It turns out you can't judge an asteroid by its cover, according toa recent study in the journal Nature. Or at least you can't accuratelydate a certain asteroid called 433 Eros by counting the impact craterson its surface -- the traditional method for determining an asteroid'sage.
Peter Thomas, a senior research associate in astronomy at CornellUniversity and lead author on the paper, and Mark Robinson, researchassociate professor of geological sciences at Northwestern University,analyzed images of Eros gathered four years ago by the Near EarthAsteroid Rendezvous mission. The mission mapped the 20-mile-long,potato-shaped asteroid and its thousands of craters in detail. The tworesearchers focused on a large impact crater, known as the Shoemakercrater, and a few unusual crater-free areas.
In the Nature article, Thomas and Robinson show that the asteroid'ssmooth patches can be explained by a seismic disturbance that occurredwhen a meteoroid crashed into Eros, shaking the asteroid and creatingShoemaker crater. The shaking caused loose surface material to fillsome small craters, essentially erasing craters from approximately 40percent of Eros' surface and making the asteroid appear younger thanits actual age.
The fact that seismic waves were carried through the center of theasteroid after the impact shows that the asteroid's interior iscohesive enough to transmit such waves, say the authors. And thesmoothing-out effect within a radius of up to 5.6 miles from the4.7-mile Shoemaker crater -- even on the opposite side of the asteroid-- indicates that Eros' surface is loose enough to get shaken down bythe impact.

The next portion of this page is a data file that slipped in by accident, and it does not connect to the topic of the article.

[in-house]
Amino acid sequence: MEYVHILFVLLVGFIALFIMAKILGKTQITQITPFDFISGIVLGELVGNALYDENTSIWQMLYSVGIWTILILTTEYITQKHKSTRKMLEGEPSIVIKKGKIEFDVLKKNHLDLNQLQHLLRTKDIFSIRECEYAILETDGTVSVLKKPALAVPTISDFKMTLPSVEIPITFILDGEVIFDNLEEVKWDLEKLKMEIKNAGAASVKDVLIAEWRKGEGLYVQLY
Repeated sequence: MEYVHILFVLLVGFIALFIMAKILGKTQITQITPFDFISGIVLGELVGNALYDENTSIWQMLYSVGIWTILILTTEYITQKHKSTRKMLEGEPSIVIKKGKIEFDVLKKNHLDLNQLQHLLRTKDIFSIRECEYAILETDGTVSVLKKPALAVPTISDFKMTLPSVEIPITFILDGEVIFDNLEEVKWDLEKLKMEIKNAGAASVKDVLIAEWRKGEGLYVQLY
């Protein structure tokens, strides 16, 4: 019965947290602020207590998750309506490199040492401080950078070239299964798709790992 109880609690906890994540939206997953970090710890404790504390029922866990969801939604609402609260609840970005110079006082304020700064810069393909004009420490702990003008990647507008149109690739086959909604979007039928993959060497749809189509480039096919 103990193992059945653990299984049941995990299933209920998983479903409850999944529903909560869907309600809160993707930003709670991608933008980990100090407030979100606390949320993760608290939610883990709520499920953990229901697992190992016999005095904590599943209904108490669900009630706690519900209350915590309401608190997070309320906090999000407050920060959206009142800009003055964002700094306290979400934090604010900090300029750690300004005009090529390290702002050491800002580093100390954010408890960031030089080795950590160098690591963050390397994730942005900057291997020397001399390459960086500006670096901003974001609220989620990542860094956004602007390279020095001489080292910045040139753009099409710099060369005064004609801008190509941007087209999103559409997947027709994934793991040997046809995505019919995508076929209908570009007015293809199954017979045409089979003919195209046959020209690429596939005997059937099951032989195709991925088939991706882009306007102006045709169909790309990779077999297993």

Asteroids are small, planet-like bodies that date back to thebeginning of the solar system, so studying them can give astronomersinsight into the solar system's formation. And while no asteroidscurrently threaten Earth, knowing more about their composition couldhelp prepare for a possible future encounter. Eros is the mostcarefully studied asteroid, in part because its orbit brings it closeto earth.
Thomas and Robinson considered various theories for the regions ofsmoothness, including the idea that ejecta from another impact hadblanketed the areas. But they rejected the ejecta hypothesis whencalculations showed an impact Shoemaker's size wouldn't create enoughmaterial to cover the surface indicated. And even if it did, they add,the asteroid's irregular shape and motion would cause the ejecta to bedistributed differently. In contrast, the shaking-down hypothesis fitsthe evidence neatly.
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